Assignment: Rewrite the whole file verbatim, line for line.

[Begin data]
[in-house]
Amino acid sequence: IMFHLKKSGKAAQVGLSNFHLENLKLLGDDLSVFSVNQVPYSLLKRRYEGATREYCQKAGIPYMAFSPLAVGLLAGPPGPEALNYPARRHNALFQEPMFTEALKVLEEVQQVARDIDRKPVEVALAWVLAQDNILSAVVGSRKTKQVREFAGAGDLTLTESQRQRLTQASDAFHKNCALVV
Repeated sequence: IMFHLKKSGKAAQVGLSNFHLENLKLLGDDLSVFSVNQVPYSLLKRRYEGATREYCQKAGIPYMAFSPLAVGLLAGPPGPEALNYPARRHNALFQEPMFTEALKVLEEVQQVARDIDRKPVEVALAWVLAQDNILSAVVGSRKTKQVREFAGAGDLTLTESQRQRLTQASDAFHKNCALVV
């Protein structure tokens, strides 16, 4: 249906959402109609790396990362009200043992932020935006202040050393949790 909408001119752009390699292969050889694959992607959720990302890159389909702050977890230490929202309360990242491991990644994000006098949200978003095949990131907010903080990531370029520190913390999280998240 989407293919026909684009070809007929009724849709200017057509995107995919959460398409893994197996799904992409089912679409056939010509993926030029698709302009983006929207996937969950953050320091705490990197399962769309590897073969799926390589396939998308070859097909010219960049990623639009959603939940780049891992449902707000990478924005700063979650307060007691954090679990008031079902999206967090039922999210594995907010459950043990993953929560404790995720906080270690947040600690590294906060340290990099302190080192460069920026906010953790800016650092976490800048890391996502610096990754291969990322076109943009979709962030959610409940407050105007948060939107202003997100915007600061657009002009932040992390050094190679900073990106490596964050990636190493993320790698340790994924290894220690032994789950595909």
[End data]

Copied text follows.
[in-house]
Amino acid sequence: IMFHLKKSGKAAQVGLSNFHLENLKLLGDDLSVFSVNQVPYSLLKRRYEGATREYCQKAGIPYMAFSPLAVGLLAGPPGPEALNYPARRHNALFQEPMFTEALKVLEEVQQVARDIDRKPVEVALAWVLAQDNILSAVVGSRKTKQVREFAGAGDLTLTESQRQRLTQASDAFHKNCALVV
Repeated sequence: IMFHLKKSGKAAQVGLSNFHLENLKLLGDDLSVFSVNQVPYSLLKRRYEGATREYCQKAGIPYMAFSPLAVGLLAGPPGPEALNYPARRHNALFQEPMFTEALKVLEEVQQVARDIDRKPVEVALAWVLAQDNILSAVVGSRKTKQVREFAGAGDLTLTESQRQRLTQASDAFHKNCALVV
């Protein structure tokens, strides 16, 4: 249906959402109609790396990362009200043992932020935006202040050393949790 909408001119752009390699292969050889694959992607959720990302890159389909702050977890230490929202309360990242491991990644994000006098949200978003095949990131907010903080990531370029520190913390999280998240 989407293919026909684009070809007929009724849709200017057509995107995919959460398409893994197996799904992409089912679409056939010509993926030029698709302009983006929207996937969950953050320091705490990197399962769309590897073969799926390589396939998308070859097909010219960049990623639009959603939940780049891992449902707000990478924005700063979650307060007691954090679990008031079902999206967090039922999210594995907010459950043990993953929560404790995720906080270690947040600690590294906060340290990099302190080192460069920026906010953790800016650092976490800048890391996502610096990754291969990322076109943009979709962030959610409940407050105007948060939107202003997100915007600061657009002009932040992390050094190679900073990106490596964050990636190493993320790698340790994924290894220690032994789950595909």